Oracle Database – usage related compliance issues
Apart from all non-compliance issues related to A) the Hardware Infrastructure on which the Oracle Database software is installed, B) the complete and accurate view on all Oracle Database installations within an organization, and C) the configuration of the different Oracle Database installations – a number of most common issues are related to the actual usage of software.
These arise around the Named User Plus license metric definition . . .
Named User Plus is defined as an individual authorized to use the programs which are installed on a single server or multiple servers, regardless of whether the individual is actively using the programs at any given time. A non-human operated device will be counted as a Named User Plus in addition to all individuals authorized to use the programs, if the device can access the programs. If multiplexing hardware or software (e.g., a TP monitor or a web server product) is used, this number must be measured at the multiplexing front end. Automated batching of data from computer to computer is permitted. You are responsible for ensuring that the Named User Plus per processor minimums are maintained for the programs contained in the User Minimum Table of the licensing rules section. This table provides the minimum number of Named Users Plus required, and all actual users must be licensed.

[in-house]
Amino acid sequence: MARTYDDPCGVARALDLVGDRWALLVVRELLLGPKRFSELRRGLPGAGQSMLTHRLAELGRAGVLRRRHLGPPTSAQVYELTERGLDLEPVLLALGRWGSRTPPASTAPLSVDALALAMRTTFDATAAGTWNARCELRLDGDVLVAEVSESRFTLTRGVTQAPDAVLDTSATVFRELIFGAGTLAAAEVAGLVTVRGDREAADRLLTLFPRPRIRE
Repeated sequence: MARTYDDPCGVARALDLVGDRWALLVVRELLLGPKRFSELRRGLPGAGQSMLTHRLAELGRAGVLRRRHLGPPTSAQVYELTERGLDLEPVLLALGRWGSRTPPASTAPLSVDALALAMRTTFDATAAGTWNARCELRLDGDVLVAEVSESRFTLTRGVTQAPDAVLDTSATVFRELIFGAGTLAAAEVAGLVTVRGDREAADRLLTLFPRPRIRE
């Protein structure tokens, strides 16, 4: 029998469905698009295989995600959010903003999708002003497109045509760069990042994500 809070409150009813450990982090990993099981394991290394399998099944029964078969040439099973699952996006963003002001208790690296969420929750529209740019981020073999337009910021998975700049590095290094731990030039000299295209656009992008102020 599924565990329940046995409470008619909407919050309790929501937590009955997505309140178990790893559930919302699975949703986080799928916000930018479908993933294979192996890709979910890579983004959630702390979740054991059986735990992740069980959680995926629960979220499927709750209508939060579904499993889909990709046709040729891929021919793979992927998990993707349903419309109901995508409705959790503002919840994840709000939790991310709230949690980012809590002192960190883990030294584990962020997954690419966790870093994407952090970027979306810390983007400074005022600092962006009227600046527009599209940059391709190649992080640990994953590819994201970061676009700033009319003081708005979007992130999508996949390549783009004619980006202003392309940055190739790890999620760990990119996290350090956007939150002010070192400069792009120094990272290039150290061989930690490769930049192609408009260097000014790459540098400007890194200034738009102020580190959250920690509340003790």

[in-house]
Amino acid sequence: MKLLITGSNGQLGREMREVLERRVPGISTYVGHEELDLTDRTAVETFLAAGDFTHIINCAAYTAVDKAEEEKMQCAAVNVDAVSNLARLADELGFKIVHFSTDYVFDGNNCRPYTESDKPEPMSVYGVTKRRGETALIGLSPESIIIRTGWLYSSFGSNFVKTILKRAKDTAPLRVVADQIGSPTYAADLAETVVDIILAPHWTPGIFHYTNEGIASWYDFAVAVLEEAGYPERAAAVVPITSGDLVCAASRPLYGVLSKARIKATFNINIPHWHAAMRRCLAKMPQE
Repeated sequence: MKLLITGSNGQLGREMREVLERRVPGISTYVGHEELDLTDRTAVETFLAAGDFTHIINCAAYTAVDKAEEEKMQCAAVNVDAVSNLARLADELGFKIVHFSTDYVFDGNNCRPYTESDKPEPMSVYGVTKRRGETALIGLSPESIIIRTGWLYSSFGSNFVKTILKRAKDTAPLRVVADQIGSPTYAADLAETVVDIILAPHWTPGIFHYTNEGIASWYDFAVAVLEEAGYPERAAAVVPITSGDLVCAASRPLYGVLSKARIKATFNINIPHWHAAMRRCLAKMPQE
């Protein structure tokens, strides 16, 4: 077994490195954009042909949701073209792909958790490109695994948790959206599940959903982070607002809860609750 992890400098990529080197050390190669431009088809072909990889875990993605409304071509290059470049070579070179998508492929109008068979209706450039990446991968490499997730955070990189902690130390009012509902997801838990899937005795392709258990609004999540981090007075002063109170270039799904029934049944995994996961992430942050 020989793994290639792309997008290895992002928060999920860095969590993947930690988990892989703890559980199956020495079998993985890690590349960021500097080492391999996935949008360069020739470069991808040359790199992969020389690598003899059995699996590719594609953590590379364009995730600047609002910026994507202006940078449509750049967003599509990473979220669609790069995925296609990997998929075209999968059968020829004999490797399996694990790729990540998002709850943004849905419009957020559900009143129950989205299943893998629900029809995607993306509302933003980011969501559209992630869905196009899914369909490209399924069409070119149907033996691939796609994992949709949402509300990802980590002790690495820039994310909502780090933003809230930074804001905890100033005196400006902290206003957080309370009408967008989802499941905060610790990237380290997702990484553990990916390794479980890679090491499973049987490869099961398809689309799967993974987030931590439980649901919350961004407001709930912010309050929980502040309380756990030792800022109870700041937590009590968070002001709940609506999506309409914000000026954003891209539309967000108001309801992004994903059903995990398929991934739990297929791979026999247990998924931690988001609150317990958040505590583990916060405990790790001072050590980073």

“Individual” denotes every single human being; not just FTEs or employees. Although your employees may be the major part of your user population don’t forget your contractors and/or agents that may have access to your Oracle Database software. And although three part-time employees may in total sum up to 1 FTE, you still need to license all three single individuals.
“Individual” also does not refer to database usernames or database schemas. It is very important to understand this and to realize that even if there is a larger number of user accounts created, only the actual individuals (distinct human beings) authorized to make use of the software (and not active users) require a license. This consequently requires a regular clean-up of accounts that are no longer active (e.g. accounts of former employees).
“Authorized” refers to the individuals (employees, contractors, agents, etc.) that can access the Oracle Database, no matter if they are actually using the database software. If you created accounts for 1,000 individuals (all your current employees, contractors and agents) but only 50 persons are actually using the software, still all 1,000 individuals need to be licensed. Active management of which individuals should have access and which not, should therefore take place on a regular basis. In practice, such user management does not take place regularly, resulting in a high risk of non-compliance with financial consequences.